Overtime pay

Overtime is work performed outside the ordinary hours listed in an award or agreement. Overtime is usually paid at a higher rate.

The details about when overtime applies are different under each award and registered agreement. To find out when overtime applies in your industry see When overtime applies.

To calculate overtime rates use our Pay Calculator

You can also find information about pay under your relevant award by visiting our Pay guides page.

Time off instead of overtime pay

Some awards and registered agreements allow time off to be taken instead of being paid overtime pay. This is also known as 'time in lieu', 'time off in lieu' or 'TOIL'.

Find more information about taking time off instead of overtime pay in your award by selecting from the list below.

Real Estate Award

Based on what you've told us, it looks like you're covered by the Real Estate Industry Award 2010 [MA000106].

With the written agreement of their employer, an employee can choose to take time off instead of being paid for overtime.

An employer can’t force or pressure an employee to take time off instead of being paid for overtime.

Agreeing in writing

For each pay period, employers and employees need to make a separate written agreement for any overtime the employee has worked and wants to take time off for.

An email exchange can count as a written agreement.

Example: Separate agreements

Bob is paid weekly and his pay period goes from Monday – Sunday. Bob works 5 hours of overtime on Tuesday and wants to take time off instead of being paid for it. Bob makes an agreement with his employer to take time off for the 5 hours. The next pay period, Bob works 4 hours of overtime on Wednesday and also wants to take it as time off instead of being paid. Bob makes another, separate written agreement with this employer for the 4 hours he wants to take off.

The agreement has to say:

  • how many hours of overtime the employee worked and when they worked them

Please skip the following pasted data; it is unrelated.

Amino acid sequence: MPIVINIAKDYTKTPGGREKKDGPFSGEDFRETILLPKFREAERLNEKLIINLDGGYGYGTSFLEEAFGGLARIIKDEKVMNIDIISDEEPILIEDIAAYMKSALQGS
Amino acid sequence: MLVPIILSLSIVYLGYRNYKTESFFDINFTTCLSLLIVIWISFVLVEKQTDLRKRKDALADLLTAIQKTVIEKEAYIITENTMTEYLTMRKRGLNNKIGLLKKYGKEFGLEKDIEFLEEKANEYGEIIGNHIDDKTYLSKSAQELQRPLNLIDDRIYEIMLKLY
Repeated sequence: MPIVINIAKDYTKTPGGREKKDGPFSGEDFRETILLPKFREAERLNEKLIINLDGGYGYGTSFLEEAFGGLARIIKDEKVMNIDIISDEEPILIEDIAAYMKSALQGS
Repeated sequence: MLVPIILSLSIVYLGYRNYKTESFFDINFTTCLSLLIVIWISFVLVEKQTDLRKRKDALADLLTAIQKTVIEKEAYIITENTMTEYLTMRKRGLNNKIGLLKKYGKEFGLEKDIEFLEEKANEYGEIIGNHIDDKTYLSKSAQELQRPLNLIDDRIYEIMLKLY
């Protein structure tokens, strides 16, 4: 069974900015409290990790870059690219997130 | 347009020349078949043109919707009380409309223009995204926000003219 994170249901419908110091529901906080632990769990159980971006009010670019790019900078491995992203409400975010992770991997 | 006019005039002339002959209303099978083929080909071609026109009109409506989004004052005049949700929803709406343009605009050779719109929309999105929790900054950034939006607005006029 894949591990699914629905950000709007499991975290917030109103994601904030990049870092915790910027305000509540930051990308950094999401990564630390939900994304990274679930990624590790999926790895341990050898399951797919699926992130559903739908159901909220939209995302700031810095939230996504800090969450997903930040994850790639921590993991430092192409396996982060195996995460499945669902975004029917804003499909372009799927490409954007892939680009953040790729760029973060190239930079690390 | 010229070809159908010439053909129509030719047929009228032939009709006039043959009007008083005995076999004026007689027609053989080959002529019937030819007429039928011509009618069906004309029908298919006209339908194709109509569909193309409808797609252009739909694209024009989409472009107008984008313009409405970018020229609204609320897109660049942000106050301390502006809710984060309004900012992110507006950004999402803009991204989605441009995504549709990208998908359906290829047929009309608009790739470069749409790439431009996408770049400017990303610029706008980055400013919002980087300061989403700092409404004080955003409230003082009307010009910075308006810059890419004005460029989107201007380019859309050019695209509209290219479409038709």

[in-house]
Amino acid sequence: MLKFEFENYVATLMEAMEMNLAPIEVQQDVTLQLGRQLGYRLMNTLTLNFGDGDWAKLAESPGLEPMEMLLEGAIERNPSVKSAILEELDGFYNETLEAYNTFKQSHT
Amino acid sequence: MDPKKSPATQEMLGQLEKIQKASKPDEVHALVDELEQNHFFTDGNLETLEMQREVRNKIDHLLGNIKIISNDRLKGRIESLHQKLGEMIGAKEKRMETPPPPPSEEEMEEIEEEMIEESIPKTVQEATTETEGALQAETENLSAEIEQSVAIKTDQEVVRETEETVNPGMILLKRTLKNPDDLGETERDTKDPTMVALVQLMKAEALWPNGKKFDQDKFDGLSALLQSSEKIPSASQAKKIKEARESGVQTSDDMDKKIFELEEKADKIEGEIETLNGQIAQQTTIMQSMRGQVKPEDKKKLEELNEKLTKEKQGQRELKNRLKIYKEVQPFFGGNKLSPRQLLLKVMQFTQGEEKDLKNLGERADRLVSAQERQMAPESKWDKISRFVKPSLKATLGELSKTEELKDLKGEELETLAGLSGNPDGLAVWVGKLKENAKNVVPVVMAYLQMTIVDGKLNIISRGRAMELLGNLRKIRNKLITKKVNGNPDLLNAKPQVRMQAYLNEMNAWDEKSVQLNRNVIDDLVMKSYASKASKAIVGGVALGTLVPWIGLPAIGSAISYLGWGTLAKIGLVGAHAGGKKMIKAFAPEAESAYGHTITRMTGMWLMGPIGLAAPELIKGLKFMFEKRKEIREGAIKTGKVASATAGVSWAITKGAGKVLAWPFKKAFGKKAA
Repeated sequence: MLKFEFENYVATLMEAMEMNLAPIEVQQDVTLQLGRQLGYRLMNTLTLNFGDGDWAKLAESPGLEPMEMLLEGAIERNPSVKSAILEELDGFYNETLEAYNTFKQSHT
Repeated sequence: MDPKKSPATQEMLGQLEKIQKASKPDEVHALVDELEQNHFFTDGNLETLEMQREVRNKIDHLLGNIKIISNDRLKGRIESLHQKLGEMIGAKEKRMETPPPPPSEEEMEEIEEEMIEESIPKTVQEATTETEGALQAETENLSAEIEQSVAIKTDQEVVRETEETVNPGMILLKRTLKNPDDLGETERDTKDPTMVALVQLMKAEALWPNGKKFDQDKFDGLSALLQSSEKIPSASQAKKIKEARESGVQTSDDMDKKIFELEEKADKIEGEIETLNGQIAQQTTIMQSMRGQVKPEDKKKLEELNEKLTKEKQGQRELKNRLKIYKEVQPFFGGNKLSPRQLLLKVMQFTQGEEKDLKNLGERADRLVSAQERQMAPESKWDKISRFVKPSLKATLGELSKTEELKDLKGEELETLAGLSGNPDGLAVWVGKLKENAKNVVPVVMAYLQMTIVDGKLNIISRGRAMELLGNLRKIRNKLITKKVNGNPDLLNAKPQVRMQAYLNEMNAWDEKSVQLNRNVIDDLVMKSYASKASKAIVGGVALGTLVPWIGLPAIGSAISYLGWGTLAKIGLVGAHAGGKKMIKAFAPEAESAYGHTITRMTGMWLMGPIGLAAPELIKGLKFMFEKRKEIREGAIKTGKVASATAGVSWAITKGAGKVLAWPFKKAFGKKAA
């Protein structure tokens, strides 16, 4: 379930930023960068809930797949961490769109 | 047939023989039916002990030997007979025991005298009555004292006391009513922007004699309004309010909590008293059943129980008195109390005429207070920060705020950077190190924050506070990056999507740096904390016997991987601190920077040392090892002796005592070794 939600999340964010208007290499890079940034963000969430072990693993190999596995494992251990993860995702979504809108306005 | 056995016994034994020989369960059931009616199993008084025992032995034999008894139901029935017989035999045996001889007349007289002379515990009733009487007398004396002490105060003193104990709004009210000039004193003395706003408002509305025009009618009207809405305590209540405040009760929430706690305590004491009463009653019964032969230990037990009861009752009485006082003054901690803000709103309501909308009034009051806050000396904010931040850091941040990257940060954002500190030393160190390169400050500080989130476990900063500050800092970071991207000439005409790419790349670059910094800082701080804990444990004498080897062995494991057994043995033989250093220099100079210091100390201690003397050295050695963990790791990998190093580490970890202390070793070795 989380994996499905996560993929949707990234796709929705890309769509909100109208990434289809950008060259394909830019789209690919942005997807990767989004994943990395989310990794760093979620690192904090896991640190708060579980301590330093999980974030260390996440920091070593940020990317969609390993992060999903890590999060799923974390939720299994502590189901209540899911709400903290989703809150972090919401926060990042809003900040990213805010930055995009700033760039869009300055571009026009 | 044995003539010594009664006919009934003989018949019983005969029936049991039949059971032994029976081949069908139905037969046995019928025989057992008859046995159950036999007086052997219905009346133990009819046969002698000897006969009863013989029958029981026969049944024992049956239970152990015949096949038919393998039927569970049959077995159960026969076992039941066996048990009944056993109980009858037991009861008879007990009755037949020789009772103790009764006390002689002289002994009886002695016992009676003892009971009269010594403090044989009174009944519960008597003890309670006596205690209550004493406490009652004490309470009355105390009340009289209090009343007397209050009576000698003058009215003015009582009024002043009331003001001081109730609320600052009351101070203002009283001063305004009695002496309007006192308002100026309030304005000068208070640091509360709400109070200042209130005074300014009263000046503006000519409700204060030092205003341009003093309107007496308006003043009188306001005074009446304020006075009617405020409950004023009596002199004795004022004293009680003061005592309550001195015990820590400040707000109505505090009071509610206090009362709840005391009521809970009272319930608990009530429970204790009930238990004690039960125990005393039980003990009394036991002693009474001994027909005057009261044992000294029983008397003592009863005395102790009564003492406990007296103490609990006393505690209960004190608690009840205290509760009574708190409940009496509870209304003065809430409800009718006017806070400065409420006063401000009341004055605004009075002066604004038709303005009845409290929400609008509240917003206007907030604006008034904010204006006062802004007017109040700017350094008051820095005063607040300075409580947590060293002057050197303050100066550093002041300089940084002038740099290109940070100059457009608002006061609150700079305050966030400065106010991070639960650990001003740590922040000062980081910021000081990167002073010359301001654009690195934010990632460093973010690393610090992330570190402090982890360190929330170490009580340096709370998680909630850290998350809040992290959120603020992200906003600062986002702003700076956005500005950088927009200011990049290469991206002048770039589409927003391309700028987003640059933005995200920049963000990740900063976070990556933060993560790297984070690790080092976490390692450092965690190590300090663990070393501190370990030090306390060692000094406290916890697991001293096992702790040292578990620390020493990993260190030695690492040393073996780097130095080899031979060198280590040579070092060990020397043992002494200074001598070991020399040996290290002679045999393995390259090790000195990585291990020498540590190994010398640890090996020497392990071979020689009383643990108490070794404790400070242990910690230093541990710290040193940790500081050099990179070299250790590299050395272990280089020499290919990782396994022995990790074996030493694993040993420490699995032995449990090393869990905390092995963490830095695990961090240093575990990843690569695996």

• that the employer and employee agree for the employee to take time off instead of being paid overtime
  • that at any point before the time off is taken, the employee may request to be paid the overtime instead and the employer has to pay it in the next pay period.

Employers have to keep this agreement for the employee’s records.

Taking the time off

An employee gets an hour of time off for each hour of overtime they’ve worked.

The time off has to be taken within 6 months of working the overtime and at a time (or at more than one time) that the employer and employee agree to.

If the employee doesn’t take the time off within 6 months of working the overtime, their employer has to pay them the overtime that would have applied in their next pay cycle. 

Ending employment

If an employee has accumulated time off instead of being paid overtime and their employment ends before they take it, the employer has to pay them the overtime that would have applied.

To find out more about who this award applies to, go to the Real Estate Award summary.

Source reference: Real Estate Industry Award 2010 [MA000106] clause 24.2. external-icon.png

You do not have javascript enabled. Please select your preferred industry from the links below, to view your tailored content for this section.

Think a mistake might have been made?

Mistakes can happen. The best way to fix them usually starts with talking.

Check out our Help resolving workplace issues section for practical advice on:

  • figuring out if a mistake has been made
  • talking to your employer or employee about fixing it
  • getting help from us if you can't resolve it.

Help for small business

Want to save this information for later?

If you might need to read this information again, save it for later so you can access it quickly and easily.

You might also be interested in

pdfButtonLong

Page reference No: 1678